Louis Proyect: The Unrepentant Marxist

December 1, 2020

Marxism for Beginners

Filed under: Introduction to Marxism class — louisproyect @ 9:29 pm

From time to time, I get email asking me advice on how to learn something about Marxism or a particular aspect of it. I always answer publicly on my blog since I expect that others might benefit from my response. The last example was my Readings on Race and Class that recommended texts by Ted Allen, et al.

A couple of weeks ago someone sent me an email from a self-described “working class person” who was looking for all the educational resources on Marxist theory she can find and asked “Would you have any ideas of any sort of online Marxist free schools or anything like that?” What follows is my response. I admit that I have not listened to the recommended videos below but am relatively sure that they will be of benefit.


Richard Wolff:

Wolff is a professor emeritus from the University of Massachusetts who has turned YouTube into a virtual Marxist free school. I don’t know of any other scholar, retired or otherwise, who has made more YouTube videos addressing the needs of newcomers to Marxism than him. Although I have some political differences with Wolff, I give him credit for being an exceptionally lucid and engaging speaker.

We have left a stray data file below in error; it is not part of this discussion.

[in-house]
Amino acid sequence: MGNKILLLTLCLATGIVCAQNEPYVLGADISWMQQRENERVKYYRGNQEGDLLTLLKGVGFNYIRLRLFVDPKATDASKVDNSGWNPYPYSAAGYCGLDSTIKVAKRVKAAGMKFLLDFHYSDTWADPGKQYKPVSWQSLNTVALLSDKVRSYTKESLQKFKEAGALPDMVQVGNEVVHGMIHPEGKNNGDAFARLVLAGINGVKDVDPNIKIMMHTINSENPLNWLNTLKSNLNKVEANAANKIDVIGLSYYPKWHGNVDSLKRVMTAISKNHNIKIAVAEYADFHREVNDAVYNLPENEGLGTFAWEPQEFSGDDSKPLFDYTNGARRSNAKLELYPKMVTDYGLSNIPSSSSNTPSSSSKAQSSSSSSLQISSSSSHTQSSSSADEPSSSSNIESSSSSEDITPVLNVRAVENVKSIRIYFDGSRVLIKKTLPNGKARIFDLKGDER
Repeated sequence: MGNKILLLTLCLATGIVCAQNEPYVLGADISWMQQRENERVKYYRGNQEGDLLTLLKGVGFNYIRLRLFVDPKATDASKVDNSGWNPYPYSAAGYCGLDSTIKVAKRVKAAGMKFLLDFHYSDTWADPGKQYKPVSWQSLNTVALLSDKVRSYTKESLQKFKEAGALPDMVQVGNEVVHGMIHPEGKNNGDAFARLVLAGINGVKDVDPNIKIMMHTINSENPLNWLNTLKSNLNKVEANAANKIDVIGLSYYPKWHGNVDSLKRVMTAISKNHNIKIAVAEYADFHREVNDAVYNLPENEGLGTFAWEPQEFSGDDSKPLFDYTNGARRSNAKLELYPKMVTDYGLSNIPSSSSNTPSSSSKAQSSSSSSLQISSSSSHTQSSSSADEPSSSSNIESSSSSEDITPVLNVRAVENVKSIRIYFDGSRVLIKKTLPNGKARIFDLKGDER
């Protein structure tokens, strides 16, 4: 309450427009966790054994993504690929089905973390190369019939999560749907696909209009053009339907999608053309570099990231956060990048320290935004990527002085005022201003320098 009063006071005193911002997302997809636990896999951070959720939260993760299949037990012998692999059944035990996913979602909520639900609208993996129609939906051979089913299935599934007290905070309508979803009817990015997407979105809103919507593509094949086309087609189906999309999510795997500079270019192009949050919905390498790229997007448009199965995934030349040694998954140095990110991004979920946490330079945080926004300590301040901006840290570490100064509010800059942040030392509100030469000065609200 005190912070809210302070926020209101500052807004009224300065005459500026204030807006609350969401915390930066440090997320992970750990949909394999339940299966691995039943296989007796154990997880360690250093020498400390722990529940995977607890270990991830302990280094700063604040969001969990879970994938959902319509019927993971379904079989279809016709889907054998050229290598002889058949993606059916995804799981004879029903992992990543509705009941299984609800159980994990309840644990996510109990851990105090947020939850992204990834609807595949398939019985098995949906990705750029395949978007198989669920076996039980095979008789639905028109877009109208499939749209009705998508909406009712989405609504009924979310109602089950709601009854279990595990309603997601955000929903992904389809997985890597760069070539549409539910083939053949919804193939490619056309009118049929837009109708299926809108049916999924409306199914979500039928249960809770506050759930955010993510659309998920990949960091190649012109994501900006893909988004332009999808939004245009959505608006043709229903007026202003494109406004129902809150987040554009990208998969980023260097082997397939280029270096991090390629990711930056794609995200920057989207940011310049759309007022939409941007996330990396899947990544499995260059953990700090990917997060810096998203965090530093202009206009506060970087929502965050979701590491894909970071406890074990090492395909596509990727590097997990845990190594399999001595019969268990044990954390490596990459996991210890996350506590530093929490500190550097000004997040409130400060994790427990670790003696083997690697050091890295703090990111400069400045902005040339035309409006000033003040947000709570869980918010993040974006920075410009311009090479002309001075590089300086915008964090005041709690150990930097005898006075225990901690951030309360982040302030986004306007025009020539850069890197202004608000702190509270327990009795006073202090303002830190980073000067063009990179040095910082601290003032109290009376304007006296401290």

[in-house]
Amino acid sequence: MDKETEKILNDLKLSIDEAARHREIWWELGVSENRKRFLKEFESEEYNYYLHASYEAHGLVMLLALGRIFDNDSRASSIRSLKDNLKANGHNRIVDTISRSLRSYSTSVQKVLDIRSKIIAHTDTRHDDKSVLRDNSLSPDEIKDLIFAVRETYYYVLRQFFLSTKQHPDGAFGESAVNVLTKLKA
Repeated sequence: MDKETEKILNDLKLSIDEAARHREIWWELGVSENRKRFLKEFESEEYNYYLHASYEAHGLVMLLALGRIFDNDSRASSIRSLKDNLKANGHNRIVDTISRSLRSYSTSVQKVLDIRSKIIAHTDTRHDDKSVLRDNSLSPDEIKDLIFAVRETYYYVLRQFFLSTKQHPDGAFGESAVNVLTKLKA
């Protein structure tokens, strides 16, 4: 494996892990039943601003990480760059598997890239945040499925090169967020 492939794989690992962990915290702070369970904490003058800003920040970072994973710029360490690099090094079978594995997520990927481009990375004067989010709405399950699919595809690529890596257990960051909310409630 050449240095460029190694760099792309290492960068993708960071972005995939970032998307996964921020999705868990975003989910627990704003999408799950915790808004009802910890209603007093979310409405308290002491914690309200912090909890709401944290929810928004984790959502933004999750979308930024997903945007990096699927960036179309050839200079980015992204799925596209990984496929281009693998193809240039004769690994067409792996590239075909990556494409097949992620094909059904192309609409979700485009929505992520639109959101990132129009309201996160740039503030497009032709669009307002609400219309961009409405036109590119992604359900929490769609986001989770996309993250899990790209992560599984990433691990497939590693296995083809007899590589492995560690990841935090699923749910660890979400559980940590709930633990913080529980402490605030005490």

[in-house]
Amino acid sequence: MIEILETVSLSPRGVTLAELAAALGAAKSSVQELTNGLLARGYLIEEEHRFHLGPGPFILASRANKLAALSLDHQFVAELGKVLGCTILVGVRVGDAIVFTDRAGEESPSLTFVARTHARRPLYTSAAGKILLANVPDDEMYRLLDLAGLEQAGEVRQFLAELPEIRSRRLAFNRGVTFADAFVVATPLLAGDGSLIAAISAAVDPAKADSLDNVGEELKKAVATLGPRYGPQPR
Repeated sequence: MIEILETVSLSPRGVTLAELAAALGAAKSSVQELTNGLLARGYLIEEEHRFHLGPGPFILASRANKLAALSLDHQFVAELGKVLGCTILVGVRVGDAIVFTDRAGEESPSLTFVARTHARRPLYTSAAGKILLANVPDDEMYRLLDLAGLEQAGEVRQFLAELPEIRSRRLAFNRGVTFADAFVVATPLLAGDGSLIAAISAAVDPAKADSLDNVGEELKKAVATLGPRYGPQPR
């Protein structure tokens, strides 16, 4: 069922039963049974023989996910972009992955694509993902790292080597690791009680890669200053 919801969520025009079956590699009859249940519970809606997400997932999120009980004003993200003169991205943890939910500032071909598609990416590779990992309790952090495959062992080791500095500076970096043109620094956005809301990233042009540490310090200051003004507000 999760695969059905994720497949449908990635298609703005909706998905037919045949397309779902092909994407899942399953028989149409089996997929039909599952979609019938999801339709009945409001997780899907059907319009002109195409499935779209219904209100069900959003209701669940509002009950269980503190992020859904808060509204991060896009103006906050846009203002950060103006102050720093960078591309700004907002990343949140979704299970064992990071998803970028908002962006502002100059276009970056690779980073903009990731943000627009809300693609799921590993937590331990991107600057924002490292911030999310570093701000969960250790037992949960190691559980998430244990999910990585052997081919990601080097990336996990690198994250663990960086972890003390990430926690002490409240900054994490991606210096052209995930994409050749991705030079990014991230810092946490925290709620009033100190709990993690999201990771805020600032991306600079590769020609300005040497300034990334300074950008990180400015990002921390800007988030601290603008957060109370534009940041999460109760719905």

1. Introduction to Marxist Economics This is a six-part series consisting of short videos averaging around 12 minutes that gets into the basics. They were recorded at the Brecht Forum in NYC in 2009, exactly the kind of Marxist free school that my correspondent was referring to. Unfortunately, the Brecht Forum no longer exists, the result of NYC’s real estate luxury prices. Wolff describes his talks as providing “a working foundation in the core concepts of Marxian economic theory — necessary and surplus labor, labor power, surplus value, exploitation, capital accumulation, distributions of the surplus, capitalist crises, and the differences between capitalist and other class structures.”